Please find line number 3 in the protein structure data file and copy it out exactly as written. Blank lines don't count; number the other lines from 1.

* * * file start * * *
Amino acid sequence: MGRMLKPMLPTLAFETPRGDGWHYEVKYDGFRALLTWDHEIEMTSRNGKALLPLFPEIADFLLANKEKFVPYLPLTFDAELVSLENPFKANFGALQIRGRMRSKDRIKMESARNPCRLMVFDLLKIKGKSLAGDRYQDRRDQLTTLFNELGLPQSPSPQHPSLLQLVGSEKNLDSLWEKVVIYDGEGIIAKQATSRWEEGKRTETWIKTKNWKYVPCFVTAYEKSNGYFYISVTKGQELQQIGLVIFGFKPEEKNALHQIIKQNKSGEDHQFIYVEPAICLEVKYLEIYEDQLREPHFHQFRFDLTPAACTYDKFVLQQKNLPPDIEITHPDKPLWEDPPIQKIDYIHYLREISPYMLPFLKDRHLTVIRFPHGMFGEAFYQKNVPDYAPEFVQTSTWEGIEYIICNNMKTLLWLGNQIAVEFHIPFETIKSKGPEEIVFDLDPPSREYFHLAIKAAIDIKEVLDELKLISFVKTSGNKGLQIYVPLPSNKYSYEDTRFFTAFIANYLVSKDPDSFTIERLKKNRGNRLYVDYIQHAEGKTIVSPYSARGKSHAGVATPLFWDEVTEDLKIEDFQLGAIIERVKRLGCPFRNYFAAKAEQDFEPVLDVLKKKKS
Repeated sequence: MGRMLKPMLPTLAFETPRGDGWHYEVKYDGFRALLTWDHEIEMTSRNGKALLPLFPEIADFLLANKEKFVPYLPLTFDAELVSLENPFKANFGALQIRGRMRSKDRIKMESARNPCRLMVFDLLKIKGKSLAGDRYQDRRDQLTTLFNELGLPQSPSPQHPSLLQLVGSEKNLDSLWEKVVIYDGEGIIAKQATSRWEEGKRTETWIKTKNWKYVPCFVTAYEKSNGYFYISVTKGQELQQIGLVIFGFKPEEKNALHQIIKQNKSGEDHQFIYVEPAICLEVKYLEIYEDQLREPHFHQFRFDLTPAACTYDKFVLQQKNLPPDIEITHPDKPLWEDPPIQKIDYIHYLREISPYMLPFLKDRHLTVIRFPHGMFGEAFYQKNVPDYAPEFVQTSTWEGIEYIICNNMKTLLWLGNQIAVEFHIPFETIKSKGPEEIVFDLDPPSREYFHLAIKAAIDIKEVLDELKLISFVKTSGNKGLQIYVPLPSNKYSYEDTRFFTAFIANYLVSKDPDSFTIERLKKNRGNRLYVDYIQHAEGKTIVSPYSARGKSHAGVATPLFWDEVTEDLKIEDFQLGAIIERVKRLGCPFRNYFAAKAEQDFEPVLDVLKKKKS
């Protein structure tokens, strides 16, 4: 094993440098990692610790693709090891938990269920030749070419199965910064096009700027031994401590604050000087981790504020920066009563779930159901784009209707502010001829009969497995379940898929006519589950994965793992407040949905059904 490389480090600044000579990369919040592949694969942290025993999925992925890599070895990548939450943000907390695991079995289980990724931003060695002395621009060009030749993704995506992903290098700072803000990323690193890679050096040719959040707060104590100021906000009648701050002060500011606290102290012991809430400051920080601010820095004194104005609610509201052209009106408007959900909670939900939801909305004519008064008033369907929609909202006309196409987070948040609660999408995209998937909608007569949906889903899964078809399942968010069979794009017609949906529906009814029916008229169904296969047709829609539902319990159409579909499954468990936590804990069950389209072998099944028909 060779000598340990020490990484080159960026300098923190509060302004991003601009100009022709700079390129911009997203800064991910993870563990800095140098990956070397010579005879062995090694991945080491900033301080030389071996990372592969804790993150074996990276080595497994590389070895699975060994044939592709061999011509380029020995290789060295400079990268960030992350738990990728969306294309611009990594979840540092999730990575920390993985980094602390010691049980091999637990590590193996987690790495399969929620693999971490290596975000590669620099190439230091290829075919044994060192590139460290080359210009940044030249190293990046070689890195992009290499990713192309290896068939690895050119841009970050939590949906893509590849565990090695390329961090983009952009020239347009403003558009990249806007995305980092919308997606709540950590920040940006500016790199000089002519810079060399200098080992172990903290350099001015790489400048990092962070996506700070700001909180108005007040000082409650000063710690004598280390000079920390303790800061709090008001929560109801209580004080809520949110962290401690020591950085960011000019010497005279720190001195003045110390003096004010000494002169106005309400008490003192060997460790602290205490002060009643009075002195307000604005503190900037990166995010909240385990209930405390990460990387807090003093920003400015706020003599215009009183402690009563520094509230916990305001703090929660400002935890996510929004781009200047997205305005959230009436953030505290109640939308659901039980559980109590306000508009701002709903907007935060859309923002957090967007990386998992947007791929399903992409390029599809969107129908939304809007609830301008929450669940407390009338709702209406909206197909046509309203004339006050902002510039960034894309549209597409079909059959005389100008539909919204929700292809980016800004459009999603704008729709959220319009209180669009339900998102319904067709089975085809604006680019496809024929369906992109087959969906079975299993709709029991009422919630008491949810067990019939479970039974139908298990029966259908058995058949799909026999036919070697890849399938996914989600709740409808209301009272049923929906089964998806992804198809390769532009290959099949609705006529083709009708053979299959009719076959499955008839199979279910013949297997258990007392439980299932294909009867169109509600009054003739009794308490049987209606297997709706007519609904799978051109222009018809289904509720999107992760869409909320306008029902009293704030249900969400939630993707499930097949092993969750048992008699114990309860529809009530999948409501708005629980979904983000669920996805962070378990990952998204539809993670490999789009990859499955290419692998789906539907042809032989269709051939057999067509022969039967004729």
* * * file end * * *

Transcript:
């Protein structure tokens, strides 16, 4: 094993440098990692610790693709090891938990269920030749070419199965910064096009700027031994401590604050000087981790504020920066009563779930159901784009209707502010001829009969497995379940898929006519589950994965793992407040949905059904 490389480090600044000579990369919040592949694969942290025993999925992925890599070895990548939450943000907390695991079995289980990724931003060695002395621009060009030749993704995506992903290098700072803000990323690193890679050096040719959040707060104590100021906000009648701050002060500011606290102290012991809430400051920080601010820095004194104005609610509201052209009106408007959900909670939900939801909305004519008064008033369907929609909202006309196409987070948040609660999408995209998937909608007569949906889903899964078809399942968010069979794009017609949906529906009814029916008229169904296969047709829609539902319990159409579909499954468990936590804990069950389209072998099944028909 060779000598340990020490990484080159960026300098923190509060302004991003601009100009022709700079390129911009997203800064991910993870563990800095140098990956070397010579005879062995090694991945080491900033301080030389071996990372592969804790993150074996990276080595497994590389070895699975060994044939592709061999011509380029020995290789060295400079990268960030992350738990990728969306294309611009990594979840540092999730990575920390993985980094602390010691049980091999637990590590193996987690790495399969929620693999971490290596975000590669620099190439230091290829075919044994060192590139460290080359210009940044030249190293990046070689890195992009290499990713192309290896068939690895050119841009970050939590949906893509590849565990090695390329961090983009952009020239347009403003558009990249806007995305980092919308997606709540950590920040940006500016790199000089002519810079060399200098080992172990903290350099001015790489400048990092962070996506700070700001909180108005007040000082409650000063710690004598280390000079920390303790800061709090008001929560109801209580004080809520949110962290401690020591950085960011000019010497005279720190001195003045110390003096004010000494002169106005309400008490003192060997460790602290205490002060009643009075002195307000604005503190900037990166995010909240385990209930405390990460990387807090003093920003400015706020003599215009009183402690009563520094509230916990305001703090929660400002935890996510929004781009200047997205305005959230009436953030505290109640939308659901039980559980109590306000508009701002709903907007935060859309923002957090967007990386998992947007791929399903992409390029599809969107129908939304809007609830301008929450669940407390009338709702209406909206197909046509309203004339006050902002510039960034894309549209597409079909059959005389100008539909919204929700292809980016800004459009999603704008729709959220319009209180669009339900998102319904067709089975085809604006680019496809024929369906992109087959969906079975299993709709029991009422919630008491949810067990019939479970039974139908298990029966259908058995058949799909026999036919070697890849399938996914989600709740409808209301009272049923929906089964998806992804198809390769532009290959099949609705006529083709009708053979299959009719076959499955008839199979279910013949297997258990007392439980299932294909009867169109509600009054003739009794308490049987209606297997709706007519609904799978051109222009018809289904509720999107992760869409909320306008029902009293704030249900969400939630993707499930097949092993969750048992008699114990309860529809009530999948409501708005629980979904983000669920996805962070378990990952998204539809993670490999789009990859499955290419692998789906539907042809032989269709051939057999067509022969039967004729």